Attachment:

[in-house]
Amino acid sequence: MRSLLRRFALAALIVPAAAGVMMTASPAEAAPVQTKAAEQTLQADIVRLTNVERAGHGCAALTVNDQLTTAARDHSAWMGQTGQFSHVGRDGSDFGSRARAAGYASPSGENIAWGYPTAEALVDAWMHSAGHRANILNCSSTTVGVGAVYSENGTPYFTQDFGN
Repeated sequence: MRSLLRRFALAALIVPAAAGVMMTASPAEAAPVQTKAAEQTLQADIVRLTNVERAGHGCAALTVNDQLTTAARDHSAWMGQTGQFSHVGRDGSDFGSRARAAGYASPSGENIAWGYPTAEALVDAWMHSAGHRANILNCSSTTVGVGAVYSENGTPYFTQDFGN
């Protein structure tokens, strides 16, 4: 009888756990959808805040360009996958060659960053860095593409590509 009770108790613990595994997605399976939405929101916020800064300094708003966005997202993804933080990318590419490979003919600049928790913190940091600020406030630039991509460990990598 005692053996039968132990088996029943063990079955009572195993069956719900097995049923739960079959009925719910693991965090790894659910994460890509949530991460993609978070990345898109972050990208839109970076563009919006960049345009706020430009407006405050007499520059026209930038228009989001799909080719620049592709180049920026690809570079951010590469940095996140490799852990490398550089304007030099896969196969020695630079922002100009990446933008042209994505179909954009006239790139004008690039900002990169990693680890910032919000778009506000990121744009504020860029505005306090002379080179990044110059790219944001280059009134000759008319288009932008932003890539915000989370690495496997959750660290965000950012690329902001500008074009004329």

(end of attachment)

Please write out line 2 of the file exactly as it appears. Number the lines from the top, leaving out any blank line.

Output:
Amino acid sequence: MRSLLRRFALAALIVPAAAGVMMTASPAEAAPVQTKAAEQTLQADIVRLTNVERAGHGCAALTVNDQLTTAARDHSAWMGQTGQFSHVGRDGSDFGSRARAAGYASPSGENIAWGYPTAEALVDAWMHSAGHRANILNCSSTTVGVGAVYSENGTPYFTQDFGN